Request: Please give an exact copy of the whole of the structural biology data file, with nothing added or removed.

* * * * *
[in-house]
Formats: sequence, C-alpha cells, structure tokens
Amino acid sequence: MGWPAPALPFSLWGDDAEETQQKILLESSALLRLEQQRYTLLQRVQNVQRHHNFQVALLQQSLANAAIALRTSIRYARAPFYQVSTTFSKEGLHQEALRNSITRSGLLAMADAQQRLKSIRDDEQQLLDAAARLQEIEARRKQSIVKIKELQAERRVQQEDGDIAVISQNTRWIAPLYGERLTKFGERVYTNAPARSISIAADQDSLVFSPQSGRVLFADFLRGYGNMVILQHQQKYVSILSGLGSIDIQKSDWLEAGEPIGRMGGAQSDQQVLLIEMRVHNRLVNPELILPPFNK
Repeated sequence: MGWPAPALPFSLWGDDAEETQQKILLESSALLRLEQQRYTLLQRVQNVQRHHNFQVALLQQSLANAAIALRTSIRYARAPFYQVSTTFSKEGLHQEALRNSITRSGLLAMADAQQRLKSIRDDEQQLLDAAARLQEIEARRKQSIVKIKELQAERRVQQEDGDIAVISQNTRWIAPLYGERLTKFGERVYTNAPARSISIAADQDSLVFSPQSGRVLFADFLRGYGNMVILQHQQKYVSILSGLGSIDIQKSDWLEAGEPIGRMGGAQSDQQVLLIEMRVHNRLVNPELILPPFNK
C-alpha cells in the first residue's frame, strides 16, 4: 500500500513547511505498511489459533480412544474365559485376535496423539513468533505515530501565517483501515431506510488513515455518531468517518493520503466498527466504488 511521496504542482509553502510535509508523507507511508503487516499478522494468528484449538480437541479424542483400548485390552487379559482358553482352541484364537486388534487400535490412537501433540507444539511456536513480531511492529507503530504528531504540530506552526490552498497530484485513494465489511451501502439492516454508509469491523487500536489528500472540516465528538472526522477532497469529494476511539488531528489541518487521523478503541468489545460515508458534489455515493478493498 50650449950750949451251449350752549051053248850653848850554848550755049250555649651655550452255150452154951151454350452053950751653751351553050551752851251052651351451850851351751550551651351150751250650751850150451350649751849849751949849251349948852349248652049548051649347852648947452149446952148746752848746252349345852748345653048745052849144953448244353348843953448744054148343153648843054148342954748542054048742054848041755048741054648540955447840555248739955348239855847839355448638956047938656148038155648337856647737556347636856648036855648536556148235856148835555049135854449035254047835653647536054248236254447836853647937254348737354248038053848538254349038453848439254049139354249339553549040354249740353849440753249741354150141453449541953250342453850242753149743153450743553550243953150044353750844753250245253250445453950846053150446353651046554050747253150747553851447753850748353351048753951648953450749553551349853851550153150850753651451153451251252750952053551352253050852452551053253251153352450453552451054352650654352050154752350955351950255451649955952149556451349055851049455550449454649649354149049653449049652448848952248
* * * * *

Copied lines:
[in-house]
Formats: sequence, C-alpha cells, structure tokens
Amino acid sequence: MGWPAPALPFSLWGDDAEETQQKILLESSALLRLEQQRYTLLQRVQNVQRHHNFQVALLQQSLANAAIALRTSIRYARAPFYQVSTTFSKEGLHQEALRNSITRSGLLAMADAQQRLKSIRDDEQQLLDAAARLQEIEARRKQSIVKIKELQAERRVQQEDGDIAVISQNTRWIAPLYGERLTKFGERVYTNAPARSISIAADQDSLVFSPQSGRVLFADFLRGYGNMVILQHQQKYVSILSGLGSIDIQKSDWLEAGEPIGRMGGAQSDQQVLLIEMRVHNRLVNPELILPPFNK
Repeated sequence: MGWPAPALPFSLWGDDAEETQQKILLESSALLRLEQQRYTLLQRVQNVQRHHNFQVALLQQSLANAAIALRTSIRYARAPFYQVSTTFSKEGLHQEALRNSITRSGLLAMADAQQRLKSIRDDEQQLLDAAARLQEIEARRKQSIVKIKELQAERRVQQEDGDIAVISQNTRWIAPLYGERLTKFGERVYTNAPARSISIAADQDSLVFSPQSGRVLFADFLRGYGNMVILQHQQKYVSILSGLGSIDIQKSDWLEAGEPIGRMGGAQSDQQVLLIEMRVHNRLVNPELILPPFNK
C-alpha cells in the first residue's frame, strides 16, 4: 500500500513547511505498511489459533480412544474365559485376535496423539513468533505515530501565517483501515431506510488513515455518531468517518493520503466498527466504488 511521496504542482509553502510535509508523507507511508503487516499478522494468528484449538480437541479424542483400548485390552487379559482358553482352541484364537486388534487400535490412537501433540507444539511456536513480531511492529507503530504528531504540530506552526490552498497530484485513494465489511451501502439492516454508509469491523487500536489528500472540516465528538472526522477532497469529494476511539488531528489541518487521523478503541468489545460515508458534489455515493478493498 50650449950750949451251449350752549051053248850653848850554848550755049250555649651655550452255150452154951151454350452053950751653751351553050551752851251052651351451850851351751550551651351150751250650751850150451350649751849849751949849251349948852349248652049548051649347852648947452149446952148746752848746252349345852748345653048745052849144953448244353348843953448744054148343153648843054148342954748542054048742054848041755048741054648540955447840555248739955348239855847839355448638956047938656148038155648337856647737556347636856648036855648536556148235856148835555049135854449035254047835653647536054248236254447836853647937254348737354248038053848538254349038453848439254049139354249339553549040354249740353849440753249741354150141453449541953250342453850242753149743153450743553550243953150044353750844753250245253250445453950846053150446353651046554050747253150747553851447753850748353351048753951648953450749553551349853851550153150850753651451153451251252750952053551352253050852452551053253251153352450453552451054352650654352050154752350955351950255451649955952149556451349055851049455550449454649649354149049653449049652448848952248